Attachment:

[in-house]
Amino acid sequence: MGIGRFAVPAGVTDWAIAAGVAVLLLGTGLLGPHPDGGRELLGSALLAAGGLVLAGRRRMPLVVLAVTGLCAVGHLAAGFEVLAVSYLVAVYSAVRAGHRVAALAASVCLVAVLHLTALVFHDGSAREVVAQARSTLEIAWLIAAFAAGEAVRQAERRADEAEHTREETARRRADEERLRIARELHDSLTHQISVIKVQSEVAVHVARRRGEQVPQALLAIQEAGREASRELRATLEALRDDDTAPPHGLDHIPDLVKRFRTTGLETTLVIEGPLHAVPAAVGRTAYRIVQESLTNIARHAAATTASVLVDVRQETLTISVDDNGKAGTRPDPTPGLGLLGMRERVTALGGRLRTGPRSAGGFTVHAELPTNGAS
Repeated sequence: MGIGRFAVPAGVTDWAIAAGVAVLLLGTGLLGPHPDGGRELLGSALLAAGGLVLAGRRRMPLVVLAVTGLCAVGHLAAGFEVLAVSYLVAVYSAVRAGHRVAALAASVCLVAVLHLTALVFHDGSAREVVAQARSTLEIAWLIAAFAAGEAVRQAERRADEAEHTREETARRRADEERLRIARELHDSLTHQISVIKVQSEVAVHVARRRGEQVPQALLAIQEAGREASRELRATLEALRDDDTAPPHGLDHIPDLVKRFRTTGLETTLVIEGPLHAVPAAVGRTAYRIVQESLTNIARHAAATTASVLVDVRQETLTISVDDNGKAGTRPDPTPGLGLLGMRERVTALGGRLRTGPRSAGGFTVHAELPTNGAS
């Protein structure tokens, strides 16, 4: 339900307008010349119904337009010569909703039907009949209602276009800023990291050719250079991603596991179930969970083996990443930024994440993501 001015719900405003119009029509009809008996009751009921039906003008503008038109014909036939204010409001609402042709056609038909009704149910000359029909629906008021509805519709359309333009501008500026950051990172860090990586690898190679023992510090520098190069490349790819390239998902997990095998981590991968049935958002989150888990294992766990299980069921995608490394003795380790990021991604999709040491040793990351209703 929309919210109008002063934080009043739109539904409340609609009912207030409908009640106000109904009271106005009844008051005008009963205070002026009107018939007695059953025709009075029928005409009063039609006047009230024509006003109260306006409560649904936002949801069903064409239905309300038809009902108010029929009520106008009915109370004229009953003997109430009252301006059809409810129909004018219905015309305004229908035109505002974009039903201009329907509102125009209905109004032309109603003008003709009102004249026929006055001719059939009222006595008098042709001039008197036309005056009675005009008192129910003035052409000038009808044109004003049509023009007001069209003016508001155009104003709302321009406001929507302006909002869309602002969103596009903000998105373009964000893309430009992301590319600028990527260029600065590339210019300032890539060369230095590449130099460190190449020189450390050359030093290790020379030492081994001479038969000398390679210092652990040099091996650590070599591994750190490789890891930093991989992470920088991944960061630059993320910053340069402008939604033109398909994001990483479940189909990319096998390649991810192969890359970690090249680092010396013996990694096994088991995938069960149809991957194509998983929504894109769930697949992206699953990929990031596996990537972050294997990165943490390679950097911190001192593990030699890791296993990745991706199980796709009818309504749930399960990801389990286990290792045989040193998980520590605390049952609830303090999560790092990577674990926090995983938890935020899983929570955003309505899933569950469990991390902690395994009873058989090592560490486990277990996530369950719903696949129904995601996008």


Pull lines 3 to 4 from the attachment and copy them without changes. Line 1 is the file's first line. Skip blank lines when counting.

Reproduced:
Repeated sequence: MGIGRFAVPAGVTDWAIAAGVAVLLLGTGLLGPHPDGGRELLGSALLAAGGLVLAGRRRMPLVVLAVTGLCAVGHLAAGFEVLAVSYLVAVYSAVRAGHRVAALAASVCLVAVLHLTALVFHDGSAREVVAQARSTLEIAWLIAAFAAGEAVRQAERRADEAEHTREETARRRADEERLRIARELHDSLTHQISVIKVQSEVAVHVARRRGEQVPQALLAIQEAGREASRELRATLEALRDDDTAPPHGLDHIPDLVKRFRTTGLETTLVIEGPLHAVPAAVGRTAYRIVQESLTNIARHAAATTASVLVDVRQETLTISVDDNGKAGTRPDPTPGLGLLGMRERVTALGGRLRTGPRSAGGFTVHAELPTNGAS
């Protein structure tokens, strides 16, 4: 339900307008010349119904337009010569909703039907009949209602276009800023990291050719250079991603596991179930969970083996990443930024994440993501 001015719900405003119009029509009809008996009751009921039906003008503008038109014909036939204010409001609402042709056609038909009704149910000359029909629906008021509805519709359309333009501008500026950051990172860090990586690898190679023992510090520098190069490349790819390239998902997990095998981590991968049935958002989150888990294992766990299980069921995608490394003795380790990021991604999709040491040793990351209703 929309919210109008002063934080009043739109539904409340609609009912207030409908009640106000109904009271106005009844008051005008009963205070002026009107018939007695059953025709009075029928005409009063039609006047009230024509006003109260306006409560649904936002949801069903064409239905309300038809009902108010029929009520106008009915109370004229009953003997109430009252301006059809409810129909004018219905015309305004229908035109505002974009039903201009329907509102125009209905109004032309109603003008003709009102004249026929006055001719059939009222006595008098042709001039008197036309005056009675005009008192129910003035052409000038009808044109004003049509023009007001069209003016508001155009104003709302321009406001929507302006909002869309602002969103596009903000998105373009964000893309430009992301590319600028990527260029600065590339210019300032890539060369230095590449130099460190190449020189450390050359030093290790020379030492081994001479038969000398390679210092652990040099091996650590070599591994750190490789890891930093991989992470920088991944960061630059993320910053340069402008939604033109398909994001990483479940189909990319096998390649991810192969890359970690090249680092010396013996990694096994088991995938069960149809991957194509998983929504894109769930697949992206699953990929990031596996990537972050294997990165943490390679950097911190001192593990030699890791296993990745991706199980796709009818309504749930399960990801389990286990290792045989040193998980520590605390049952609830303090999560790092990577674990926090995983938890935020899983929570955003309505899933569950469990991390902690395994009873058989090592560490486990277990996530369950719903696949129904995601996008």